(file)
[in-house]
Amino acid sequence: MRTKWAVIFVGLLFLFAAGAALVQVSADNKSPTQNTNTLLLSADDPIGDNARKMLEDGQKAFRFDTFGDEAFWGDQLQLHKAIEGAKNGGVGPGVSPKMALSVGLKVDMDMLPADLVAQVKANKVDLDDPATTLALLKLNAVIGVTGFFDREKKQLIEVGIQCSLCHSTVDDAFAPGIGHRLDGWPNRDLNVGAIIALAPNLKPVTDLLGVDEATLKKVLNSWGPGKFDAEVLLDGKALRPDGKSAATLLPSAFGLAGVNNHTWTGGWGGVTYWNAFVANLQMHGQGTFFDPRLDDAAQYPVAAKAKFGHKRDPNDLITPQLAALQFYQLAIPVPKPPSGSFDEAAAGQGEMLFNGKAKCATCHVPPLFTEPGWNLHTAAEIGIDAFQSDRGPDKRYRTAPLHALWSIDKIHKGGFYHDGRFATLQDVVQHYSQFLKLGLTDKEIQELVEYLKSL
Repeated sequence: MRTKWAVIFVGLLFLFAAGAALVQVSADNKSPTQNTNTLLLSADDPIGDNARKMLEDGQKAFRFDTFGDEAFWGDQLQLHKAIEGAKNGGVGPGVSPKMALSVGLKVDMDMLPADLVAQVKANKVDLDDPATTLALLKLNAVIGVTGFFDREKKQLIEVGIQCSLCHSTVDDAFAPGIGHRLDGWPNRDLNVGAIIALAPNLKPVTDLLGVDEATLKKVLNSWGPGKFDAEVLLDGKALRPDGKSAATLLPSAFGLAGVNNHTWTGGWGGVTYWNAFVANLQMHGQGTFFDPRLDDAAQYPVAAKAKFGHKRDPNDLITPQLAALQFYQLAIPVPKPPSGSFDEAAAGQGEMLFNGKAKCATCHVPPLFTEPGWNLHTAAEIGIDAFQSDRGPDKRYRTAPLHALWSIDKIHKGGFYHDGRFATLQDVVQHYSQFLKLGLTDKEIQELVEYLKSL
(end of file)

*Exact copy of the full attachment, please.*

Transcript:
[in-house]
Amino acid sequence: MRTKWAVIFVGLLFLFAAGAALVQVSADNKSPTQNTNTLLLSADDPIGDNARKMLEDGQKAFRFDTFGDEAFWGDQLQLHKAIEGAKNGGVGPGVSPKMALSVGLKVDMDMLPADLVAQVKANKVDLDDPATTLALLKLNAVIGVTGFFDREKKQLIEVGIQCSLCHSTVDDAFAPGIGHRLDGWPNRDLNVGAIIALAPNLKPVTDLLGVDEATLKKVLNSWGPGKFDAEVLLDGKALRPDGKSAATLLPSAFGLAGVNNHTWTGGWGGVTYWNAFVANLQMHGQGTFFDPRLDDAAQYPVAAKAKFGHKRDPNDLITPQLAALQFYQLAIPVPKPPSGSFDEAAAGQGEMLFNGKAKCATCHVPPLFTEPGWNLHTAAEIGIDAFQSDRGPDKRYRTAPLHALWSIDKIHKGGFYHDGRFATLQDVVQHYSQFLKLGLTDKEIQELVEYLKSL
Repeated sequence: MRTKWAVIFVGLLFLFAAGAALVQVSADNKSPTQNTNTLLLSADDPIGDNARKMLEDGQKAFRFDTFGDEAFWGDQLQLHKAIEGAKNGGVGPGVSPKMALSVGLKVDMDMLPADLVAQVKANKVDLDDPATTLALLKLNAVIGVTGFFDREKKQLIEVGIQCSLCHSTVDDAFAPGIGHRLDGWPNRDLNVGAIIALAPNLKPVTDLLGVDEATLKKVLNSWGPGKFDAEVLLDGKALRPDGKSAATLLPSAFGLAGVNNHTWTGGWGGVTYWNAFVANLQMHGQGTFFDPRLDDAAQYPVAAKAKFGHKRDPNDLITPQLAALQFYQLAIPVPKPPSGSFDEAAAGQGEMLFNGKAKCATCHVPPLFTEPGWNLHTAAEIGIDAFQSDRGPDKRYRTAPLHALWSIDKIHKGGFYHDGRFATLQDVVQHYSQFLKLGLTDKEIQELVEYLKSL